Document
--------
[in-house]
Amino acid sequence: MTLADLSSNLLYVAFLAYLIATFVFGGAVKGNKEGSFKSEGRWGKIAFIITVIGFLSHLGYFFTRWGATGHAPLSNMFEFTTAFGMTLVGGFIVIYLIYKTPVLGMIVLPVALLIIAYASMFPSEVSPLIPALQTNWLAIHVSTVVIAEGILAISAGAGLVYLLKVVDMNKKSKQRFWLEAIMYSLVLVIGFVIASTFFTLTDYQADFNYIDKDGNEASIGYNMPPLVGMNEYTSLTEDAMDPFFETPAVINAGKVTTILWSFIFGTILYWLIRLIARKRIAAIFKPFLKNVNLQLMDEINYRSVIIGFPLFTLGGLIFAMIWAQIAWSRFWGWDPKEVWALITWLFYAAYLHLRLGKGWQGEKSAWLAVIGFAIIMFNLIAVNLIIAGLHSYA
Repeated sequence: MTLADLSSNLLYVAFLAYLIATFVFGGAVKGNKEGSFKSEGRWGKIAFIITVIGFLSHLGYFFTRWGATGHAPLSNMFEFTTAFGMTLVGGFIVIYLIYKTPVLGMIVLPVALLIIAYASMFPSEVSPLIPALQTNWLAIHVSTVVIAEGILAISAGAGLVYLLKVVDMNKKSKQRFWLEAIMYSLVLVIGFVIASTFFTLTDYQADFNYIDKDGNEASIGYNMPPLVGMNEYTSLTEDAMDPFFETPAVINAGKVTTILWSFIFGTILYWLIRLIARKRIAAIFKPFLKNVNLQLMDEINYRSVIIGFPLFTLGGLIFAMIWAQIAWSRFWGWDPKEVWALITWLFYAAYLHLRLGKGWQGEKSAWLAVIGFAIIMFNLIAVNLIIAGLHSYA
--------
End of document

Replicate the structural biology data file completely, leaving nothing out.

[in-house]
Amino acid sequence: MTLADLSSNLLYVAFLAYLIATFVFGGAVKGNKEGSFKSEGRWGKIAFIITVIGFLSHLGYFFTRWGATGHAPLSNMFEFTTAFGMTLVGGFIVIYLIYKTPVLGMIVLPVALLIIAYASMFPSEVSPLIPALQTNWLAIHVSTVVIAEGILAISAGAGLVYLLKVVDMNKKSKQRFWLEAIMYSLVLVIGFVIASTFFTLTDYQADFNYIDKDGNEASIGYNMPPLVGMNEYTSLTEDAMDPFFETPAVINAGKVTTILWSFIFGTILYWLIRLIARKRIAAIFKPFLKNVNLQLMDEINYRSVIIGFPLFTLGGLIFAMIWAQIAWSRFWGWDPKEVWALITWLFYAAYLHLRLGKGWQGEKSAWLAVIGFAIIMFNLIAVNLIIAGLHSYA
Repeated sequence: MTLADLSSNLLYVAFLAYLIATFVFGGAVKGNKEGSFKSEGRWGKIAFIITVIGFLSHLGYFFTRWGATGHAPLSNMFEFTTAFGMTLVGGFIVIYLIYKTPVLGMIVLPVALLIIAYASMFPSEVSPLIPALQTNWLAIHVSTVVIAEGILAISAGAGLVYLLKVVDMNKKSKQRFWLEAIMYSLVLVIGFVIASTFFTLTDYQADFNYIDKDGNEASIGYNMPPLVGMNEYTSLTEDAMDPFFETPAVINAGKVTTILWSFIFGTILYWLIRLIARKRIAAIFKPFLKNVNLQLMDEINYRSVIIGFPLFTLGGLIFAMIWAQIAWSRFWGWDPKEVWALITWLFYAAYLHLRLGKGWQGEKSAWLAVIGFAIIMFNLIAVNLIIAGLHSYA